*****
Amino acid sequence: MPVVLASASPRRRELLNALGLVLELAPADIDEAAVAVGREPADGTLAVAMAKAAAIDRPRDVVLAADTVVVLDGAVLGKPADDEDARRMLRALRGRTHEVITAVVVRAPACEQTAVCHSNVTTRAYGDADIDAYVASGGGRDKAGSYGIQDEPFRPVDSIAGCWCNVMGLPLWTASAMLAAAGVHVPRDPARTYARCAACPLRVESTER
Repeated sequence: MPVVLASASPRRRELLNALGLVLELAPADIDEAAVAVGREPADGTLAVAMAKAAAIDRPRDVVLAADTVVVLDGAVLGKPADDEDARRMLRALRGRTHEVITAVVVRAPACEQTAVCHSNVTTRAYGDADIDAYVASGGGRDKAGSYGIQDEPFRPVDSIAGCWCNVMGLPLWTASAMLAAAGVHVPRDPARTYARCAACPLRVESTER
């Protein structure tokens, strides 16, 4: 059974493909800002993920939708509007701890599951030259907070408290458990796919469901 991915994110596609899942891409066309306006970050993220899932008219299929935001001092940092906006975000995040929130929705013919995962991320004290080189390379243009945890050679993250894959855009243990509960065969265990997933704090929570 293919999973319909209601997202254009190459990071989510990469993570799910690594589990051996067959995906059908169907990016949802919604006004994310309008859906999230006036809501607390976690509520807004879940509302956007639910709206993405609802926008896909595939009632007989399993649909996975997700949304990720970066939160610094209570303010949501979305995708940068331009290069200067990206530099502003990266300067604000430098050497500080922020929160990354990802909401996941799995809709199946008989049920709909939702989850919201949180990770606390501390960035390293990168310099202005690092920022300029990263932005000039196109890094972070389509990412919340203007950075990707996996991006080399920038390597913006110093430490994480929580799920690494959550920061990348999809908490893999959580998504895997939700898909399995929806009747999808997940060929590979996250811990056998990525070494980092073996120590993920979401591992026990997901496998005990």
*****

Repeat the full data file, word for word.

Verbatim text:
Amino acid sequence: MPVVLASASPRRRELLNALGLVLELAPADIDEAAVAVGREPADGTLAVAMAKAAAIDRPRDVVLAADTVVVLDGAVLGKPADDEDARRMLRALRGRTHEVITAVVVRAPACEQTAVCHSNVTTRAYGDADIDAYVASGGGRDKAGSYGIQDEPFRPVDSIAGCWCNVMGLPLWTASAMLAAAGVHVPRDPARTYARCAACPLRVESTER
Repeated sequence: MPVVLASASPRRRELLNALGLVLELAPADIDEAAVAVGREPADGTLAVAMAKAAAIDRPRDVVLAADTVVVLDGAVLGKPADDEDARRMLRALRGRTHEVITAVVVRAPACEQTAVCHSNVTTRAYGDADIDAYVASGGGRDKAGSYGIQDEPFRPVDSIAGCWCNVMGLPLWTASAMLAAAGVHVPRDPARTYARCAACPLRVESTER
């Protein structure tokens, strides 16, 4: 059974493909800002993920939708509007701890599951030259907070408290458990796919469901 991915994110596609899942891409066309306006970050993220899932008219299929935001001092940092906006975000995040929130929705013919995962991320004290080189390379243009945890050679993250894959855009243990509960065969265990997933704090929570 293919999973319909209601997202254009190459990071989510990469993570799910690594589990051996067959995906059908169907990016949802919604006004994310309008859906999230006036809501607390976690509520807004879940509302956007639910709206993405609802926008896909595939009632007989399993649909996975997700949304990720970066939160610094209570303010949501979305995708940068331009290069200067990206530099502003990266300067604000430098050497500080922020929160990354990802909401996941799995809709199946008989049920709909939702989850919201949180990770606390501390960035390293990168310099202005690092920022300029990263932005000039196109890094972070389509990412919340203007950075990707996996991006080399920038390597913006110093430490994480929580799920690494959550920061990348999809908490893999959580998504895997939700898909399995929806009747999808997940060929590979996250811990056998990525070494980092073996120590993920979401591992026990997901496998005990």